Reporting standards to enhance article reproducibility

Apr 29, 2013
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Beginning May 1st Nature Methods will be requiring authors of manuscripts being sent back to peer review to fill out a checklist to disclose technical and statistical information about their submission.

The May Editorial briefly describes why we are using this checklist and provides some details of what is included. Authors can find the checklist that Nature Methods will be using at http://www.nature.com/nmeth/pdf/sm_checklist.pdf and there is a link to it on the journal homepage. Our checklist is identical to that of most of the other Nature journals except for an added item asking authors to “Identify all custom software or scripts that were required to implement the methodology being described and where in the procedures each was used.” Based on feedback we have received, a missing software or script seems to be the item most often mentioned by people commenting on challenges in reproducing a method we have published. This reporting requirment is an important step in trying to address this deficiency.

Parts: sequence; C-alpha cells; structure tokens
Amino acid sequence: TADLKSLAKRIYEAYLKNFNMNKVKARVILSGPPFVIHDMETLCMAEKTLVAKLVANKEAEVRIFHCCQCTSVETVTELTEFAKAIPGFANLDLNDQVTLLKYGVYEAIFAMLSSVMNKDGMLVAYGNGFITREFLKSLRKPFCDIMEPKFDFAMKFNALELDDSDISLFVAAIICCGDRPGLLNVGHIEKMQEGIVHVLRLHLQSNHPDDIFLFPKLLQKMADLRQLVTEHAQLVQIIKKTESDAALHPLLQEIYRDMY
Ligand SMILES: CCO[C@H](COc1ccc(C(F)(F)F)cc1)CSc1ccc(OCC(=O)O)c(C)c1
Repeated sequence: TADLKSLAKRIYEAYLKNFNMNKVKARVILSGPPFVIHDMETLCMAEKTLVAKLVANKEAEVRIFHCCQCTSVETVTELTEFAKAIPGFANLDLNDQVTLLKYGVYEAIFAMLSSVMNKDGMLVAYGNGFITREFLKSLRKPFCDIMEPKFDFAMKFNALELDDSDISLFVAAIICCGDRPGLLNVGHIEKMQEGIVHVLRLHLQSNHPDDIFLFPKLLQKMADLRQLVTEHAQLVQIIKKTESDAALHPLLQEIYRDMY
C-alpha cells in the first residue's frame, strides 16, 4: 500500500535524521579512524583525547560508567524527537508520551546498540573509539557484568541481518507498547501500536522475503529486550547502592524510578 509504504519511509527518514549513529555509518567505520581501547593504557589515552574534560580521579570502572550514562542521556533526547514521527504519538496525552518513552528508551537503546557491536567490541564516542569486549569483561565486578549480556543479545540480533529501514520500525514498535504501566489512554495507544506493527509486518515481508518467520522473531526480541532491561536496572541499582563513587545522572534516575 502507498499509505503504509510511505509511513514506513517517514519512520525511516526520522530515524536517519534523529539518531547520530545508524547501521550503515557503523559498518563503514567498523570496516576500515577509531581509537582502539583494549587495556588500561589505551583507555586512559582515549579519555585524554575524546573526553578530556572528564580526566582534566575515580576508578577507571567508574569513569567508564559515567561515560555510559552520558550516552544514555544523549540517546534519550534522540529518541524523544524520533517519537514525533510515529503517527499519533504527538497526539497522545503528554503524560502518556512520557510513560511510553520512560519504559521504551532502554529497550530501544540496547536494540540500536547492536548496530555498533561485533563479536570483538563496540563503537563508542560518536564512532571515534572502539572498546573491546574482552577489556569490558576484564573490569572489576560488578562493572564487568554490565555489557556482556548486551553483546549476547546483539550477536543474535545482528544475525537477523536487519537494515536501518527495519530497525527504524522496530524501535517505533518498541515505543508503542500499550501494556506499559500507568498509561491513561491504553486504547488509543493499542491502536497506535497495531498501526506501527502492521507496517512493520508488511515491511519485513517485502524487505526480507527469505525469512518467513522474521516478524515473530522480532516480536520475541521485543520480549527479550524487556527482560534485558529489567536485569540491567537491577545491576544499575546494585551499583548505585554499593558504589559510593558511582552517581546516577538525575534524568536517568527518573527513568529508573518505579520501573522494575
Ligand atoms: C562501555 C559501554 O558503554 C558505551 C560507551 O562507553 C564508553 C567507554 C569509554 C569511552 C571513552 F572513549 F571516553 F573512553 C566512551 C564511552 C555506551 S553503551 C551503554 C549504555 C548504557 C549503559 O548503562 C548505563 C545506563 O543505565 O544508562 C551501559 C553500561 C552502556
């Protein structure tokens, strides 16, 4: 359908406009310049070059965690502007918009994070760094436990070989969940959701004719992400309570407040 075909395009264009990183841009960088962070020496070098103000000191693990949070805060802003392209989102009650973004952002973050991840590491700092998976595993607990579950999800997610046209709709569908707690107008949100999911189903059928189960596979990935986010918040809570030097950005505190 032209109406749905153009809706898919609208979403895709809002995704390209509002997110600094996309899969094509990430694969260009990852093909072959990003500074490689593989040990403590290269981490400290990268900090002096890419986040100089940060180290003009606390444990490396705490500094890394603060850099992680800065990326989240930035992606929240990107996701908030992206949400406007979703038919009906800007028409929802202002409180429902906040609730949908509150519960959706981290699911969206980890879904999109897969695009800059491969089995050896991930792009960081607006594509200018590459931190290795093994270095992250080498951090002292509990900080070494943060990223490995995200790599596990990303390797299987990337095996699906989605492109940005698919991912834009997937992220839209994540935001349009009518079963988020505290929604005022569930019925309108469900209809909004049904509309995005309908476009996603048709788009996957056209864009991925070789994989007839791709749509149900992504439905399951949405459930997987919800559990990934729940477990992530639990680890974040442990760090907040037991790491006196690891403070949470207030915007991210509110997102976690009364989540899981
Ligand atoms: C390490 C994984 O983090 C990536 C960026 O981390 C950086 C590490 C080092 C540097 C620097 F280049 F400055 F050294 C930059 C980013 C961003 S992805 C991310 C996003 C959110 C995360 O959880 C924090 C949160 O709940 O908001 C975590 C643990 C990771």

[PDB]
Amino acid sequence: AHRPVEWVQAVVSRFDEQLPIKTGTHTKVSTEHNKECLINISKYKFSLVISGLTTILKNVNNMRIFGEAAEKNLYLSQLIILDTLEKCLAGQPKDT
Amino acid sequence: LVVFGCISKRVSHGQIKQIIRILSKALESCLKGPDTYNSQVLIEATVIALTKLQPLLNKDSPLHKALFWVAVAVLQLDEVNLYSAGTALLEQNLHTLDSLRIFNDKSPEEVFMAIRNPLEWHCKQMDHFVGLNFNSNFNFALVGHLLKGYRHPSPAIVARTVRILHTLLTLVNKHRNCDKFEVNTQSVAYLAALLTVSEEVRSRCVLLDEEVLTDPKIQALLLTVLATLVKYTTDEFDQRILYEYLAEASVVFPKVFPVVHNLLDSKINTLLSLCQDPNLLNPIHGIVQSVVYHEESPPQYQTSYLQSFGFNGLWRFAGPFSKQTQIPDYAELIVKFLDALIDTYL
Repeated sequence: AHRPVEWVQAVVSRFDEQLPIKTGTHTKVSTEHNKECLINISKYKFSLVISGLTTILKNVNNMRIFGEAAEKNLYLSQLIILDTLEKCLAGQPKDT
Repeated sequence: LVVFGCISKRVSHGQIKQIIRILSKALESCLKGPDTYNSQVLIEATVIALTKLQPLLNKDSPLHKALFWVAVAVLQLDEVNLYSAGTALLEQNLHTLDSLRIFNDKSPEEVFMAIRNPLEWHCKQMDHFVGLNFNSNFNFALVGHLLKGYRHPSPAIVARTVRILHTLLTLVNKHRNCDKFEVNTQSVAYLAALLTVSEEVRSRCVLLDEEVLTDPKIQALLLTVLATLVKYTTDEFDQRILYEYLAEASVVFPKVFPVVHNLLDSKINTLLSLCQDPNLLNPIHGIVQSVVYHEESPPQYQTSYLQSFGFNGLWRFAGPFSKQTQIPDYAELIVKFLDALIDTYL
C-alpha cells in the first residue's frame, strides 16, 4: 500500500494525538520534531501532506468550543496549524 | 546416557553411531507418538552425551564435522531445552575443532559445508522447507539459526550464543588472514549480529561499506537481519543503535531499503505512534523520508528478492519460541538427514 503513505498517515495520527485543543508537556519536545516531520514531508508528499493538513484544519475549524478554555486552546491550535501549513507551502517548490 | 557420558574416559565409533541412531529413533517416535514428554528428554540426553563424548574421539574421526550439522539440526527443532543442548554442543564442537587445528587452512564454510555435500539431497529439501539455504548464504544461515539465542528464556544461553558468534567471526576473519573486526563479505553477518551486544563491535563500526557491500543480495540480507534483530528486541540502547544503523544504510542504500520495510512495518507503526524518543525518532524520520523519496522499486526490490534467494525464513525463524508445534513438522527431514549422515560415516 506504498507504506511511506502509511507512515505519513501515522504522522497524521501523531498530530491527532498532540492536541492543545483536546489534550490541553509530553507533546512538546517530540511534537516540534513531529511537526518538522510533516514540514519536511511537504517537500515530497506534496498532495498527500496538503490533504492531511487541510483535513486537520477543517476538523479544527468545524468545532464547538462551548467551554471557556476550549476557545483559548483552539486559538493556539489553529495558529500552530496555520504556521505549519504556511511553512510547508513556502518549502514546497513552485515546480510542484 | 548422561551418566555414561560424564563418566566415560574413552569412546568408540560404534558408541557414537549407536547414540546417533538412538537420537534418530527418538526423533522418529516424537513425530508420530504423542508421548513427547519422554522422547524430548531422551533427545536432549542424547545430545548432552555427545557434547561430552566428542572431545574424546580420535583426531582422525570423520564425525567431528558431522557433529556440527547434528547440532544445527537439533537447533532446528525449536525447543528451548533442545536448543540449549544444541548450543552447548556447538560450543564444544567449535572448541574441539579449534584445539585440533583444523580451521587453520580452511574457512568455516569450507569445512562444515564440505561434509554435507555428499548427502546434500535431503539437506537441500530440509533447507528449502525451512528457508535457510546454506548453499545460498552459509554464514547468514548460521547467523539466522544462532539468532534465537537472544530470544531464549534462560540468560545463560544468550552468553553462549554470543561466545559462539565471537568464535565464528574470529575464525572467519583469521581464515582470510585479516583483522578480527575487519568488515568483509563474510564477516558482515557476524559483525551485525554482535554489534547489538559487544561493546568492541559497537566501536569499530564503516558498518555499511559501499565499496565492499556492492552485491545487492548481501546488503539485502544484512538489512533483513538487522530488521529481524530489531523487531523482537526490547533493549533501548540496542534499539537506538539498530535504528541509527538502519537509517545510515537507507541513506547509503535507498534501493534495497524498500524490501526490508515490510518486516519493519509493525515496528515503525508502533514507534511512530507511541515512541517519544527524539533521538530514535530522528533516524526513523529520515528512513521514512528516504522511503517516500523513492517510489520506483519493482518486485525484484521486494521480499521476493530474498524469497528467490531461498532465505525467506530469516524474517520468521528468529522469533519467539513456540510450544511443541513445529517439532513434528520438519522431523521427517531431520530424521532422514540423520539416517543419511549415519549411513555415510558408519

We expect that the addition of these reporting requirements will elict some grumbling by authors. But based on the experience of Nature Neuroscience, which has been requiring authors to fill out a methods checklist before even the first round of review, we expect authors will come to appreciate the role it serves.

The checklist is only one part of the efforts the Nature journals are making to improve reproducibility. The other journals are also removing formal limits on the length of the methods section. But since Nature Methods has long had no limits on the length of our Methods section, the checklist is the most prominant change for us and our authors.

The May issue also contains other articles relevant to reproducibility. The Correspondence section has a discussion about analyzing the reproducibility of animal experiments. And the May Technology Feature discusses reproducibility in quantitative PCR, a methodology that has suffered from serious problems in this regard due to poor experimental technique and reporting.

For those not tired of reproducibility at this point Nature also has a Special Focus on Challenges in irreproducible research.

As has been said in the editorials on the subject, this is only a first step toward improving the reproducibility of our published research and we welcome feedback from the community on our efforts.

Daniel Evanko

Editor, Springer Nature

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